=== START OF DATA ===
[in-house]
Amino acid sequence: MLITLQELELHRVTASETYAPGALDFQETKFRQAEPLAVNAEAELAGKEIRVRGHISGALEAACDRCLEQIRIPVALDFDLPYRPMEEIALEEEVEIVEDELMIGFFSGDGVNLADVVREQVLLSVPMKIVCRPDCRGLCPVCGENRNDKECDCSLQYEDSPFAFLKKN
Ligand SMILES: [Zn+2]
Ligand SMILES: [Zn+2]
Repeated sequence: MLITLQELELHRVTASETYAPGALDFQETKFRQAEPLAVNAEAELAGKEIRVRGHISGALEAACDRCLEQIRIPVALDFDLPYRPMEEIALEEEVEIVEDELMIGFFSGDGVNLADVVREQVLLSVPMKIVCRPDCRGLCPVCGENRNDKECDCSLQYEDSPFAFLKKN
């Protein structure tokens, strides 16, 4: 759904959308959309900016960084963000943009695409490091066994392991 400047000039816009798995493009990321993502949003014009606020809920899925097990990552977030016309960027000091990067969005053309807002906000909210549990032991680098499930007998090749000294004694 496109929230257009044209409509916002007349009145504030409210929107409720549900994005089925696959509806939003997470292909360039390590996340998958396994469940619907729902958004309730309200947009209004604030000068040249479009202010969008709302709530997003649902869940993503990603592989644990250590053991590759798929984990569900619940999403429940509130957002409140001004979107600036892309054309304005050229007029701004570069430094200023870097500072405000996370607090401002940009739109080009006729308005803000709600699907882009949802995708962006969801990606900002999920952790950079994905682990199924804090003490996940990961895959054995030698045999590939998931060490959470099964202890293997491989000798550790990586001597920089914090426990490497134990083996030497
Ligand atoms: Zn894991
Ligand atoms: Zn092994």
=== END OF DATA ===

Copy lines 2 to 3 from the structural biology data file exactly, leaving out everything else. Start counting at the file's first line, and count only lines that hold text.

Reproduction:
Amino acid sequence: MLITLQELELHRVTASETYAPGALDFQETKFRQAEPLAVNAEAELAGKEIRVRGHISGALEAACDRCLEQIRIPVALDFDLPYRPMEEIALEEEVEIVEDELMIGFFSGDGVNLADVVREQVLLSVPMKIVCRPDCRGLCPVCGENRNDKECDCSLQYEDSPFAFLKKN
Ligand SMILES: [Zn+2]